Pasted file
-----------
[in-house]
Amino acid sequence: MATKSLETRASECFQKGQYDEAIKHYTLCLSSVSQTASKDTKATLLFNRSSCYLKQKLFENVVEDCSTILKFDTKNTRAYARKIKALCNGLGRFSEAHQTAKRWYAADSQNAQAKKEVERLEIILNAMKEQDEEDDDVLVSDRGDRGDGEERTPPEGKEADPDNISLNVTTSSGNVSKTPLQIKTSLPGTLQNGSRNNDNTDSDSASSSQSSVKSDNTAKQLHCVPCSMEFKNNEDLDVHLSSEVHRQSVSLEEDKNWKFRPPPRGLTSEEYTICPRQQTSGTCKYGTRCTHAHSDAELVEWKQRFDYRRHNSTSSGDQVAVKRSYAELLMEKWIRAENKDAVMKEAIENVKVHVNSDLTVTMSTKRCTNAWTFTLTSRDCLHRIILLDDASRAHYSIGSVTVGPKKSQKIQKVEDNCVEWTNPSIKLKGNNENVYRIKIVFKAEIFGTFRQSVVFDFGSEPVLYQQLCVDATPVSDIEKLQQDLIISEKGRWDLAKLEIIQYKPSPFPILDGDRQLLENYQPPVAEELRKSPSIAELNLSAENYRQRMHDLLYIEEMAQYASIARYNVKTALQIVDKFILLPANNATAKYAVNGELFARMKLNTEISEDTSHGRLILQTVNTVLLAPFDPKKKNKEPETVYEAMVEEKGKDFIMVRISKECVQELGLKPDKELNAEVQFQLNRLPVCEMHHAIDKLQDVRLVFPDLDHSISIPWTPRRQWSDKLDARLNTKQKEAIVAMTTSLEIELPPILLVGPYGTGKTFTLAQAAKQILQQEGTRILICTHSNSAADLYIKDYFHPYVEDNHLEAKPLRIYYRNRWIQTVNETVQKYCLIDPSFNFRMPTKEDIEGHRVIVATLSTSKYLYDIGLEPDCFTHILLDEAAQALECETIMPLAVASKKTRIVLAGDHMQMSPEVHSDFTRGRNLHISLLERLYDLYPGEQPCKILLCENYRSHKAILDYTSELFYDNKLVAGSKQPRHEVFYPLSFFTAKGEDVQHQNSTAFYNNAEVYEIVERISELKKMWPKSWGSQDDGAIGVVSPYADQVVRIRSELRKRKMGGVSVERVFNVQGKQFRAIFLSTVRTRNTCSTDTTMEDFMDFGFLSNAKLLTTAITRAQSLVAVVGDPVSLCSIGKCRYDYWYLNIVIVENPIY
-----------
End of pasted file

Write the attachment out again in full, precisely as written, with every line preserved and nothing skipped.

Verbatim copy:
[in-house]
Amino acid sequence: MATKSLETRASECFQKGQYDEAIKHYTLCLSSVSQTASKDTKATLLFNRSSCYLKQKLFENVVEDCSTILKFDTKNTRAYARKIKALCNGLGRFSEAHQTAKRWYAADSQNAQAKKEVERLEIILNAMKEQDEEDDDVLVSDRGDRGDGEERTPPEGKEADPDNISLNVTTSSGNVSKTPLQIKTSLPGTLQNGSRNNDNTDSDSASSSQSSVKSDNTAKQLHCVPCSMEFKNNEDLDVHLSSEVHRQSVSLEEDKNWKFRPPPRGLTSEEYTICPRQQTSGTCKYGTRCTHAHSDAELVEWKQRFDYRRHNSTSSGDQVAVKRSYAELLMEKWIRAENKDAVMKEAIENVKVHVNSDLTVTMSTKRCTNAWTFTLTSRDCLHRIILLDDASRAHYSIGSVTVGPKKSQKIQKVEDNCVEWTNPSIKLKGNNENVYRIKIVFKAEIFGTFRQSVVFDFGSEPVLYQQLCVDATPVSDIEKLQQDLIISEKGRWDLAKLEIIQYKPSPFPILDGDRQLLENYQPPVAEELRKSPSIAELNLSAENYRQRMHDLLYIEEMAQYASIARYNVKTALQIVDKFILLPANNATAKYAVNGELFARMKLNTEISEDTSHGRLILQTVNTVLLAPFDPKKKNKEPETVYEAMVEEKGKDFIMVRISKECVQELGLKPDKELNAEVQFQLNRLPVCEMHHAIDKLQDVRLVFPDLDHSISIPWTPRRQWSDKLDARLNTKQKEAIVAMTTSLEIELPPILLVGPYGTGKTFTLAQAAKQILQQEGTRILICTHSNSAADLYIKDYFHPYVEDNHLEAKPLRIYYRNRWIQTVNETVQKYCLIDPSFNFRMPTKEDIEGHRVIVATLSTSKYLYDIGLEPDCFTHILLDEAAQALECETIMPLAVASKKTRIVLAGDHMQMSPEVHSDFTRGRNLHISLLERLYDLYPGEQPCKILLCENYRSHKAILDYTSELFYDNKLVAGSKQPRHEVFYPLSFFTAKGEDVQHQNSTAFYNNAEVYEIVERISELKKMWPKSWGSQDDGAIGVVSPYADQVVRIRSELRKRKMGGVSVERVFNVQGKQFRAIFLSTVRTRNTCSTDTTMEDFMDFGFLSNAKLLTTAITRAQSLVAVVGDPVSLCSIGKCRYDYWYLNIVIVENPIY